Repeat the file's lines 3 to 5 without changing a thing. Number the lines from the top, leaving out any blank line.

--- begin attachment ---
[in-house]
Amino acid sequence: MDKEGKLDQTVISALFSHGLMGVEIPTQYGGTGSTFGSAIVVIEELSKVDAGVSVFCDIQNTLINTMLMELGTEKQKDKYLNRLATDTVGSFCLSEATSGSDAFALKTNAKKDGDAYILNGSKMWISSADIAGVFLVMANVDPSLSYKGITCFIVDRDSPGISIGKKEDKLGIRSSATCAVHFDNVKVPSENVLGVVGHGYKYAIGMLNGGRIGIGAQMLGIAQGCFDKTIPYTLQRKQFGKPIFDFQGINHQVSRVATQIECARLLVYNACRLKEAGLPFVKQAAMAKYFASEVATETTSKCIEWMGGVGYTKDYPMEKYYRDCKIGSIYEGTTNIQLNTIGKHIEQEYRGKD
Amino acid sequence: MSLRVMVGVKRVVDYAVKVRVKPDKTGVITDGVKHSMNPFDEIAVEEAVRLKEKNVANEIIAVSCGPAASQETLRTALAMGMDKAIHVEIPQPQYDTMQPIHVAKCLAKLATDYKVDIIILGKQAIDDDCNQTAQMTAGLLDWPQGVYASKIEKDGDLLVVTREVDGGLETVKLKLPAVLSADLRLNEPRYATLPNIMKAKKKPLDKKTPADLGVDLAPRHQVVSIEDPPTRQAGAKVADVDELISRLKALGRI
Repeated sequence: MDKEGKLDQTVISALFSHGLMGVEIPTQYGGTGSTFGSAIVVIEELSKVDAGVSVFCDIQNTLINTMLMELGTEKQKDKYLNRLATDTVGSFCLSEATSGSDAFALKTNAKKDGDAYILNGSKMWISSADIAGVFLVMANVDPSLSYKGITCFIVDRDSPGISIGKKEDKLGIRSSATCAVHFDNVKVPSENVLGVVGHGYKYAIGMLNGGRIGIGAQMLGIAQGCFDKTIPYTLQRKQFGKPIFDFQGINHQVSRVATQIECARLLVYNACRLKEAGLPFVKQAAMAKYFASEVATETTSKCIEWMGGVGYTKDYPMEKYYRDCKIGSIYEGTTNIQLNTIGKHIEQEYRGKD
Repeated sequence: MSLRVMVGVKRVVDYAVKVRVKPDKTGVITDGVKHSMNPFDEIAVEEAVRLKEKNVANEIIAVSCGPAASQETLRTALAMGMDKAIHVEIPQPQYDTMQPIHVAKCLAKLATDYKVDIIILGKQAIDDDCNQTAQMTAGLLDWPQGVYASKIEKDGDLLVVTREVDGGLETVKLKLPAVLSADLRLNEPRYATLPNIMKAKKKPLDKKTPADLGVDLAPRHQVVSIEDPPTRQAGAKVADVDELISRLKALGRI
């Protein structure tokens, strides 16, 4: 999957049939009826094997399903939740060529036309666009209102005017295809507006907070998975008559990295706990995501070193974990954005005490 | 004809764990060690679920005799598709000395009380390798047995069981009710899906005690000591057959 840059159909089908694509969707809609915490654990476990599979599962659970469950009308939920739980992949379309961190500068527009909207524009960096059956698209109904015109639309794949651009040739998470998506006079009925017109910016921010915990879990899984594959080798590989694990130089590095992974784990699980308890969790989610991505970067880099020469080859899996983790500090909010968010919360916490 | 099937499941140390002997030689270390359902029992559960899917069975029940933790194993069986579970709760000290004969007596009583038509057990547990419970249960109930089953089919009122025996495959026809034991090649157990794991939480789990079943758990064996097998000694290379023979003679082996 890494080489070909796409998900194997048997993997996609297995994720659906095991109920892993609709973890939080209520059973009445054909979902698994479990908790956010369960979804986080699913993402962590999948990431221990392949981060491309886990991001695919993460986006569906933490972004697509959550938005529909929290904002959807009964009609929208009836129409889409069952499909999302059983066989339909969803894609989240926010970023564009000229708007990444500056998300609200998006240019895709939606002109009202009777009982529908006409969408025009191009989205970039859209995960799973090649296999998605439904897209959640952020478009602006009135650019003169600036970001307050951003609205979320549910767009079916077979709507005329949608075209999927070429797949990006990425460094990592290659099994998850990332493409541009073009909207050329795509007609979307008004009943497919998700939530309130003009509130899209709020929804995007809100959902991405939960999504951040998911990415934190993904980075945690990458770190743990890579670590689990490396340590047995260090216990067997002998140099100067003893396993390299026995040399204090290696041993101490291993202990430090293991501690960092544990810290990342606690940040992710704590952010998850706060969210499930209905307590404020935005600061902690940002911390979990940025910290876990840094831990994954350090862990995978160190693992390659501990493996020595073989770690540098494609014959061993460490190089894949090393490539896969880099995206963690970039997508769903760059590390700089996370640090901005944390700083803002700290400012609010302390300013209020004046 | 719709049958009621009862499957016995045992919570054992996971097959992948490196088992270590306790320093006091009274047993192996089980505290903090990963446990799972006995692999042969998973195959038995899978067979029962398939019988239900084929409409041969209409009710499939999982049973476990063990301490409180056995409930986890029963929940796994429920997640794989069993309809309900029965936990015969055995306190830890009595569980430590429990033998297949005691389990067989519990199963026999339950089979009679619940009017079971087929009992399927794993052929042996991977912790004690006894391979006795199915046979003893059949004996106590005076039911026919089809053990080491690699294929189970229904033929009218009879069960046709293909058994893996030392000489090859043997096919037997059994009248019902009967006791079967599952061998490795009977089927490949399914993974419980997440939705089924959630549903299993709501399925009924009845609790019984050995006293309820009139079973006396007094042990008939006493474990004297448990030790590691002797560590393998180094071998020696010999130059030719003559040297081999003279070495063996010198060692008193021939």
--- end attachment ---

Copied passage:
Amino acid sequence: MSLRVMVGVKRVVDYAVKVRVKPDKTGVITDGVKHSMNPFDEIAVEEAVRLKEKNVANEIIAVSCGPAASQETLRTALAMGMDKAIHVEIPQPQYDTMQPIHVAKCLAKLATDYKVDIIILGKQAIDDDCNQTAQMTAGLLDWPQGVYASKIEKDGDLLVVTREVDGGLETVKLKLPAVLSADLRLNEPRYATLPNIMKAKKKPLDKKTPADLGVDLAPRHQVVSIEDPPTRQAGAKVADVDELISRLKALGRI
Repeated sequence: MDKEGKLDQTVISALFSHGLMGVEIPTQYGGTGSTFGSAIVVIEELSKVDAGVSVFCDIQNTLINTMLMELGTEKQKDKYLNRLATDTVGSFCLSEATSGSDAFALKTNAKKDGDAYILNGSKMWISSADIAGVFLVMANVDPSLSYKGITCFIVDRDSPGISIGKKEDKLGIRSSATCAVHFDNVKVPSENVLGVVGHGYKYAIGMLNGGRIGIGAQMLGIAQGCFDKTIPYTLQRKQFGKPIFDFQGINHQVSRVATQIECARLLVYNACRLKEAGLPFVKQAAMAKYFASEVATETTSKCIEWMGGVGYTKDYPMEKYYRDCKIGSIYEGTTNIQLNTIGKHIEQEYRGKD
Repeated sequence: MSLRVMVGVKRVVDYAVKVRVKPDKTGVITDGVKHSMNPFDEIAVEEAVRLKEKNVANEIIAVSCGPAASQETLRTALAMGMDKAIHVEIPQPQYDTMQPIHVAKCLAKLATDYKVDIIILGKQAIDDDCNQTAQMTAGLLDWPQGVYASKIEKDGDLLVVTREVDGGLETVKLKLPAVLSADLRLNEPRYATLPNIMKAKKKPLDKKTPADLGVDLAPRHQVVSIEDPPTRQAGAKVADVDELISRLKALGRI